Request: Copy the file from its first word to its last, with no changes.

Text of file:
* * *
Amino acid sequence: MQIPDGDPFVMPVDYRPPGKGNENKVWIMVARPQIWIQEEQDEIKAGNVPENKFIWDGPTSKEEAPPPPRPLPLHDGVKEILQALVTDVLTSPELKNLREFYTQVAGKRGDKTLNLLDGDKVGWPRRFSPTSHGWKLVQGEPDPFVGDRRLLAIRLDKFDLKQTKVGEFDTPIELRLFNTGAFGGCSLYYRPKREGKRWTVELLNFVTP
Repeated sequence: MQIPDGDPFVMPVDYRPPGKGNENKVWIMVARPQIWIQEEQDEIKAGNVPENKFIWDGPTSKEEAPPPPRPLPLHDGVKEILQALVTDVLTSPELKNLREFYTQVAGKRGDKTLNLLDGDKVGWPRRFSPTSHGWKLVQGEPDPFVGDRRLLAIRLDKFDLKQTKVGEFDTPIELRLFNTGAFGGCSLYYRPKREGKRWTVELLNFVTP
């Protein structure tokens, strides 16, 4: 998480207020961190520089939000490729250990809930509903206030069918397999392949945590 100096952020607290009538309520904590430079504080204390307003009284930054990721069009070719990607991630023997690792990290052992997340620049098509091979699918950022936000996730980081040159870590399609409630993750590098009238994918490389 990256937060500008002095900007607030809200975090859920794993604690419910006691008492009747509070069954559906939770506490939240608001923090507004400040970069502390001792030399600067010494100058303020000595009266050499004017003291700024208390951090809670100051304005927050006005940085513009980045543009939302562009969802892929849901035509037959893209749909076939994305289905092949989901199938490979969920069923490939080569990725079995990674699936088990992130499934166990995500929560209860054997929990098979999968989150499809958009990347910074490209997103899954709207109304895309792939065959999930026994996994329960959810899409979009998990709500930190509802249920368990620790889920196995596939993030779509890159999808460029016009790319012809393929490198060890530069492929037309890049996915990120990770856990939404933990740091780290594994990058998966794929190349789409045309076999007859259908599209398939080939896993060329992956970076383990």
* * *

Amino acid sequence: MQIPDGDPFVMPVDYRPPGKGNENKVWIMVARPQIWIQEEQDEIKAGNVPENKFIWDGPTSKEEAPPPPRPLPLHDGVKEILQALVTDVLTSPELKNLREFYTQVAGKRGDKTLNLLDGDKVGWPRRFSPTSHGWKLVQGEPDPFVGDRRLLAIRLDKFDLKQTKVGEFDTPIELRLFNTGAFGGCSLYYRPKREGKRWTVELLNFVTP
Repeated sequence: MQIPDGDPFVMPVDYRPPGKGNENKVWIMVARPQIWIQEEQDEIKAGNVPENKFIWDGPTSKEEAPPPPRPLPLHDGVKEILQALVTDVLTSPELKNLREFYTQVAGKRGDKTLNLLDGDKVGWPRRFSPTSHGWKLVQGEPDPFVGDRRLLAIRLDKFDLKQTKVGEFDTPIELRLFNTGAFGGCSLYYRPKREGKRWTVELLNFVTP
């Protein structure tokens, strides 16, 4: 998480207020961190520089939000490729250990809930509903206030069918397999392949945590 100096952020607290009538309520904590430079504080204390307003009284930054990721069009070719990607991630023997690792990290052992997340620049098509091979699918950022936000996730980081040159870590399609409630993750590098009238994918490389 990256937060500008002095900007607030809200975090859920794993604690419910006691008492009747509070069954559906939770506490939240608001923090507004400040970069502390001792030399600067010494100058303020000595009266050499004017003291700024208390951090809670100051304005927050006005940085513009980045543009939302562009969802892929849901035509037959893209749909076939994305289905092949989901199938490979969920069923490939080569990725079995990674699936088990992130499934166990995500929560209860054997929990098979999968989150499809958009990347910074490209997103899954709207109304895309792939065959999930026994996994329960959810899409979009998990709500930190509802249920368990620790889920196995596939993030779509890159999808460029016009790319012809393929490198060890530069492929037309890049996915990120990770856990939404933990740091780290594994990058998966794929190349789409045309076999007859259908599209398939080939896993060329992956970076383990």